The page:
Finally, Finnish authorities are holding a Russian man named Maxim Senakh who is accused of committing malware crimes in the United States. Russian news agency RT says the Russian Foreign Ministry has denounced Senakh’s detention as an “illegal practice” and a “witchhunt.” He was reportedly detained on Aug. 8, 2015.

The various media stories in the European press about Senakh’s arrest say he is wanted for cyber crimes allegedly committed against a victim in Minnesota, but beyond that there are few details about the reason behind his arrest. U.S. authorities are currently seeking his extradition to the United States.

Tags: , , , , , , , , , , ,

31 comments

  1. More of these botware miscreants need to “bite the dust”, legally-speaking….

  2. “a victim in Minnesota” is probably a small outfit known as Target, whose corporate HQ is Minneapolis.

    • Yes, this is an obvious conclusion, but not one that is supported by anything other speculation at this point, which is why I didn’t mention it in that paragraph.

      • For the non-initiated …
        The Company with its HQ in Mineapolis is … ???
        The US Bank or something else ???

        • Its captured in Ralph Seifer’s comment, thought sarcastically (“small outfit”), but I think the reference is pointing to Target, the large retailer.

  3. Now Feds arresting cyber crooks? Where they get information about them ? Seems to be that now they get the kingpins ! But where is the stolen money ? Are they getting the money also ? I’m right if I assuming the money is in Ukraine and Russia ? And other question is who told to criminal organisations to start doing frauds ??? How they know fraud ? Where the knowledge come from ? And other question if they steal money from your bank account then the bank refund you but where the bank getting money ?? All that thing don’t make sense for me couse all that make me raise alot questions ? Why this why is like that ? Why this and why that ? It’s just very strange story and I don’t get it there is so many questions but nobody don’t have logical answers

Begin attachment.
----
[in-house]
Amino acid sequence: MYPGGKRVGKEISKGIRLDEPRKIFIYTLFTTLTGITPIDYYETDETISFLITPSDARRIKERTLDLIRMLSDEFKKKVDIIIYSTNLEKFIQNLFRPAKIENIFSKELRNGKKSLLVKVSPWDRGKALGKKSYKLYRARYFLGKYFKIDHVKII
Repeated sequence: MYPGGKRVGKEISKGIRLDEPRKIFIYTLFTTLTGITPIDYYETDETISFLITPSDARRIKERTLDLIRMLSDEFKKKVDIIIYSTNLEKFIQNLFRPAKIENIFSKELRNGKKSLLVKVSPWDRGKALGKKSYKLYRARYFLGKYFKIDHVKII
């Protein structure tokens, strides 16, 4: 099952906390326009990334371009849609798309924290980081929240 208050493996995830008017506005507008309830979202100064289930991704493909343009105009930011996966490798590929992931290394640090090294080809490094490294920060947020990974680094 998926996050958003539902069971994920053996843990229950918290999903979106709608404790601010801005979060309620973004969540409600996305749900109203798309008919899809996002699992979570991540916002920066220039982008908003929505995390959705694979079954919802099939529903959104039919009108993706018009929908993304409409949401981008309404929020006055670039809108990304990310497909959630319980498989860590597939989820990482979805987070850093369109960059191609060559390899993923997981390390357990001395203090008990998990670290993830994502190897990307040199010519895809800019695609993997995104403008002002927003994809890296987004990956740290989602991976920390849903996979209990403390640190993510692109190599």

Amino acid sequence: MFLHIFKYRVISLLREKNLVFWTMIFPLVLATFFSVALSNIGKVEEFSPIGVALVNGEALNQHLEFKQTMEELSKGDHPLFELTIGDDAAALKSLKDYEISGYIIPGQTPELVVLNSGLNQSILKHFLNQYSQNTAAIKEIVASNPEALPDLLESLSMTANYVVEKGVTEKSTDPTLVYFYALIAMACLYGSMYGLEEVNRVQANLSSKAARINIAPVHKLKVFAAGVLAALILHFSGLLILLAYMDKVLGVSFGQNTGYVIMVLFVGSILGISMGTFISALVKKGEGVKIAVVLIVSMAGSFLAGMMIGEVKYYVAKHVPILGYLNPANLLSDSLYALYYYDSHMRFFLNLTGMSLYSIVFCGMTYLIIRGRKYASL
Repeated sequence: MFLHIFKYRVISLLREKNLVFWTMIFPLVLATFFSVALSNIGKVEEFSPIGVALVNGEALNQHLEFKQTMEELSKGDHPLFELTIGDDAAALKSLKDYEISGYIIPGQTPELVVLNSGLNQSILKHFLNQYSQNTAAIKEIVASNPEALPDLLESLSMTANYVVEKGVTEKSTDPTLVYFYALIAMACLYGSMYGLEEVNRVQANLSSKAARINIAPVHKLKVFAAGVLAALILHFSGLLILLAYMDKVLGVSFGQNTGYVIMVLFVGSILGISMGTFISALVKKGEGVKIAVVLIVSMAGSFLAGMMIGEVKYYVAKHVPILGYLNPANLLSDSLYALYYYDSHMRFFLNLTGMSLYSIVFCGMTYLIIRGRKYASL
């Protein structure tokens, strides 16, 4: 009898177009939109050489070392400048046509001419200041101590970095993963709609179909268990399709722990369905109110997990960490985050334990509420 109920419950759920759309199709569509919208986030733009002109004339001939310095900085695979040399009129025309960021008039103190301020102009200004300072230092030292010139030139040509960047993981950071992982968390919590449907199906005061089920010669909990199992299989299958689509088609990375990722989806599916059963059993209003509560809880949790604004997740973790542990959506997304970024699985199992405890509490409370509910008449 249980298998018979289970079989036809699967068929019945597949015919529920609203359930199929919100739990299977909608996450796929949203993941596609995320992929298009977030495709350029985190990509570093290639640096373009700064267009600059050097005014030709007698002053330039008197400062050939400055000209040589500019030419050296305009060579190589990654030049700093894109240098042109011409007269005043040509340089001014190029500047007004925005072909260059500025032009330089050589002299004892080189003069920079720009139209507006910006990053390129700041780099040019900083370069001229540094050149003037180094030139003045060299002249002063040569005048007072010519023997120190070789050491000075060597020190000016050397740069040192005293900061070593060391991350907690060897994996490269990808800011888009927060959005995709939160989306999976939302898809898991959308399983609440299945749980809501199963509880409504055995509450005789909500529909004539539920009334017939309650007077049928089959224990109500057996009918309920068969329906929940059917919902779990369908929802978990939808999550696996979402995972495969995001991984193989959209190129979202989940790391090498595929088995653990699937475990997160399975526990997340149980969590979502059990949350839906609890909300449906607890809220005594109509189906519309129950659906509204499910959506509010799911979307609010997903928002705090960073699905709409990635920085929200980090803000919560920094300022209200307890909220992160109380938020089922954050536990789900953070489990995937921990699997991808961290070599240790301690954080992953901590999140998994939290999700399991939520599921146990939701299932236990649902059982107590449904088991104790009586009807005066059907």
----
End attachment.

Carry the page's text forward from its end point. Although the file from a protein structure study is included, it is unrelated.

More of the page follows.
• Criminals look for ways to make money based on a few factors; effort, risk, reward. Cyber crime is unique in that the risk and reward and based soley on the effort put in. The more effort you put in, the greater the reward, and lesser the risk. This is attractive to a criminal, and just as the move from robbing banks turned to dealing drugs, and drugs to people smuggling and the sex industry, more and more criminals have moved into cyber crime.
      The internet is full of websites offering basic information on cyber crime, finding a geek desperate for cash and willing to help, isn’t that hard. You then have willingness to commit a crime, along with know how to commit a cyber crime. Before long a bedroom job has become a much larger setup, the know how has increased, the money is rolling in and greed takes over. That’s when the big scams start to occur, the boat is pushed way out to sea and boom, you have yourself a worldwide botnet for sale and a bitcoin account worth millions.
      The cash doesn’t need to be physical, the bitcoins are traded down, or laundered out through exchanges into other forms of online accounts, think poker sites for example, and then withdrawn by middlemen, and distributed up and down the chain.
      Greed eventually takes over, and someone fucks up. Police don’t break cyber crime, cyber criminals make a mistake, that’s when someone gets caught.

  4. There is and always has been “bad guys”. There is and always has been victims of the bad guys. Make your arrests and and pat yourselves on the back for a job well done.

    Untill we meet again next week at the same bat-time on this same bat-channel…..

    The difference is that there is such a scary-huge portion of the population that is so out-of-touch with the reality of this entire thing, that everyone is left scratching their heads over the “why” or “how” of it. No one wants to deal with it. Everyone wants someone else to fix it. So it gets ignored. As it continues to get ignored, the bad guys are allowed more and more access.

    It is beyond me how such large percentages of the human population is so willing to just let themselves by manipulated and used like this.

    Home users make the transition from desktops with local harddrives to tablets and smart phones with cloud based storage. Isn’t it interesting that at the same time, the problems dramatically increase in size and scope as everything moves from home users to businesses? This all takes place right in front of us and no one even notices. Yet we are told to update our personal systems and apply the latest patches in order to stay safe. LOOK at where the problem is.